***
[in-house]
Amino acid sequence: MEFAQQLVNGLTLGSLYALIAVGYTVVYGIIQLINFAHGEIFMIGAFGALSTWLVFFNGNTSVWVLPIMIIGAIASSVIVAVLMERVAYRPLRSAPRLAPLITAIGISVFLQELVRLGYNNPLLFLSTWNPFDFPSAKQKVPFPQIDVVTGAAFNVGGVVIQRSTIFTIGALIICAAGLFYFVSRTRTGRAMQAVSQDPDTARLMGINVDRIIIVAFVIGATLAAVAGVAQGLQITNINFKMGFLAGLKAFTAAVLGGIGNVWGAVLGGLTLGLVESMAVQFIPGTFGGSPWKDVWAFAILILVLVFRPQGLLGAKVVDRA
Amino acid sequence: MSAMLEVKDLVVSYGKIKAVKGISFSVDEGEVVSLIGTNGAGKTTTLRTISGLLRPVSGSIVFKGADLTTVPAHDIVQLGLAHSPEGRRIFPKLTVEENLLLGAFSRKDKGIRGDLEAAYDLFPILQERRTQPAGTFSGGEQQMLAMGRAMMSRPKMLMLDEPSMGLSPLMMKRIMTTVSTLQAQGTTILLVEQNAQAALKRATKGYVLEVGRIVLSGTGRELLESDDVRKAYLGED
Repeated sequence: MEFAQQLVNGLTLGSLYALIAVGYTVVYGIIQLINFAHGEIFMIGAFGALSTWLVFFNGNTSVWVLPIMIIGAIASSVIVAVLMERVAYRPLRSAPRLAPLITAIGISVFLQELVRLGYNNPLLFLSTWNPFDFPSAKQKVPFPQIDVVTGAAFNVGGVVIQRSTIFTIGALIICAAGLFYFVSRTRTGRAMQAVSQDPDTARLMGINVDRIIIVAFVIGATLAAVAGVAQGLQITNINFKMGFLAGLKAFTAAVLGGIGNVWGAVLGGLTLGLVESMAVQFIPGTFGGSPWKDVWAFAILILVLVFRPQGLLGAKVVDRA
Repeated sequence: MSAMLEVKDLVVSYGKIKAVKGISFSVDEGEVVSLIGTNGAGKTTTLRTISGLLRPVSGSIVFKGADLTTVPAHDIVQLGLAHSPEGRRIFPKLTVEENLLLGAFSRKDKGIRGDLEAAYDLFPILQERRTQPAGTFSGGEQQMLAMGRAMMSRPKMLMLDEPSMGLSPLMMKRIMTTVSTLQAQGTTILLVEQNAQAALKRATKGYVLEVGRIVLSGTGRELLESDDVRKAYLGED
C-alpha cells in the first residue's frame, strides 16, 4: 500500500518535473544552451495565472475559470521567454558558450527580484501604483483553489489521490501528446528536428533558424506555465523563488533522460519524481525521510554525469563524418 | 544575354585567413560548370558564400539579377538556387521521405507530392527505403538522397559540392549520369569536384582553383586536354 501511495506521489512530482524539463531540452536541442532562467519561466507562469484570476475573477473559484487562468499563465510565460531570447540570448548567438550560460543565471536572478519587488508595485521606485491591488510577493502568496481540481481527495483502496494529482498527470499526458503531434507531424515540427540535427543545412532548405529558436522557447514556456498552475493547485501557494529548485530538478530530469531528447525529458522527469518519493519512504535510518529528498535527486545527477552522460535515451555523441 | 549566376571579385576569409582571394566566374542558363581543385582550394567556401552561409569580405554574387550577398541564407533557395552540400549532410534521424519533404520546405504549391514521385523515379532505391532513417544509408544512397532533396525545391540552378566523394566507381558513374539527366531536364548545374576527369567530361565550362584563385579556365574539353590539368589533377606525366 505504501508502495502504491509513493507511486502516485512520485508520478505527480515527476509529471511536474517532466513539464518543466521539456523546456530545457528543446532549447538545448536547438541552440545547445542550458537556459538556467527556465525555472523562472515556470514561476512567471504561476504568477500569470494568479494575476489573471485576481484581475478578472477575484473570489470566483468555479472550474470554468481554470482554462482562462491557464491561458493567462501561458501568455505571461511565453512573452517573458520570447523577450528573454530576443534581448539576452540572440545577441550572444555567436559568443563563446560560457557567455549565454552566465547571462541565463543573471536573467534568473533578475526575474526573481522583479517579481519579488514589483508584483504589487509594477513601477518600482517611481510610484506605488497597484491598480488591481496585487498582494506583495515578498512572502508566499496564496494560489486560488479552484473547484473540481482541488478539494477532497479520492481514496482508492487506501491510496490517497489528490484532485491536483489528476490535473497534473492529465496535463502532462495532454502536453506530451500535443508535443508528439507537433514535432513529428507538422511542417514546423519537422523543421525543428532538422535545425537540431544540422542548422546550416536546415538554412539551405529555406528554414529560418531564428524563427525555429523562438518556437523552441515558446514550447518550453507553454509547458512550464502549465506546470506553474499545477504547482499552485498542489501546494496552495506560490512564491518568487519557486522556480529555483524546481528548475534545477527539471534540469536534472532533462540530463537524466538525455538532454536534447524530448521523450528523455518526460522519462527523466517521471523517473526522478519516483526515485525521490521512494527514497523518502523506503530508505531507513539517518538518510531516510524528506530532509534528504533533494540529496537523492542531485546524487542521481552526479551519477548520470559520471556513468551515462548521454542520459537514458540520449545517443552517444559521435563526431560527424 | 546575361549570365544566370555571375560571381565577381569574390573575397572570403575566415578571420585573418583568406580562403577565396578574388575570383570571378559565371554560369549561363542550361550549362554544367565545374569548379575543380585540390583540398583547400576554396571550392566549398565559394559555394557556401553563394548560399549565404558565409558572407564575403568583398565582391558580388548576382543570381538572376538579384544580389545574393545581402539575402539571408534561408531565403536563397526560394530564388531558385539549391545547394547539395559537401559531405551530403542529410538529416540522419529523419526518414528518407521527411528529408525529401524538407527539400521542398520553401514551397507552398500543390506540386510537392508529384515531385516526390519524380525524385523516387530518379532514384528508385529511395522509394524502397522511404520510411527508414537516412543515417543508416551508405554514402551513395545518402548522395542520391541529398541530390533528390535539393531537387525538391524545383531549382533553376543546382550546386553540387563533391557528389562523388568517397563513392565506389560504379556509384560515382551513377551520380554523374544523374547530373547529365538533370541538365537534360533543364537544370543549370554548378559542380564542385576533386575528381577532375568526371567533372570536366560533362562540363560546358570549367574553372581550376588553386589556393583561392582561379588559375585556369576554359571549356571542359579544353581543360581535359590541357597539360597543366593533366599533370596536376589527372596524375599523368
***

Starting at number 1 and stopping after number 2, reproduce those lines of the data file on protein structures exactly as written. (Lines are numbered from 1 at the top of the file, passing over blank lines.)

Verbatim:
[in-house]
Amino acid sequence: MEFAQQLVNGLTLGSLYALIAVGYTVVYGIIQLINFAHGEIFMIGAFGALSTWLVFFNGNTSVWVLPIMIIGAIASSVIVAVLMERVAYRPLRSAPRLAPLITAIGISVFLQELVRLGYNNPLLFLSTWNPFDFPSAKQKVPFPQIDVVTGAAFNVGGVVIQRSTIFTIGALIICAAGLFYFVSRTRTGRAMQAVSQDPDTARLMGINVDRIIIVAFVIGATLAAVAGVAQGLQITNINFKMGFLAGLKAFTAAVLGGIGNVWGAVLGGLTLGLVESMAVQFIPGTFGGSPWKDVWAFAILILVLVFRPQGLLGAKVVDRA